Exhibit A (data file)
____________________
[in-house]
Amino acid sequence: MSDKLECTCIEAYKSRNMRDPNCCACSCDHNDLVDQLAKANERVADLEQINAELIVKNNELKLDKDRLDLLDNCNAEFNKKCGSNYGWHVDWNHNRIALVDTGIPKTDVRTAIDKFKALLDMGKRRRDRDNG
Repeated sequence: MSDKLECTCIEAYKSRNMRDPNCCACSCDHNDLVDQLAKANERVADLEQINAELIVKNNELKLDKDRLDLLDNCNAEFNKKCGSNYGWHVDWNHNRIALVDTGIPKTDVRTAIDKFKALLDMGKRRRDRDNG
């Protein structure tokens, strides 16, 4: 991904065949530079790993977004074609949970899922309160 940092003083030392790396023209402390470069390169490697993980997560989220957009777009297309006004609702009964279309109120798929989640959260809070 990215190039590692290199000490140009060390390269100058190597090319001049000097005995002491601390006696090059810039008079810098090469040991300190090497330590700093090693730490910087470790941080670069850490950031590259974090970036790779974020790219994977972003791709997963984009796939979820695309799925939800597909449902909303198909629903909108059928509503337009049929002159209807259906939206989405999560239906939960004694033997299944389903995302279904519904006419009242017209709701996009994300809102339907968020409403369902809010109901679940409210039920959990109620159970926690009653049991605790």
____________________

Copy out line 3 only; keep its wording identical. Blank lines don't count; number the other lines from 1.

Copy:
Repeated sequence: MSDKLECTCIEAYKSRNMRDPNCCACSCDHNDLVDQLAKANERVADLEQINAELIVKNNELKLDKDRLDLLDNCNAEFNKKCGSNYGWHVDWNHNRIALVDTGIPKTDVRTAIDKFKALLDMGKRRRDRDNG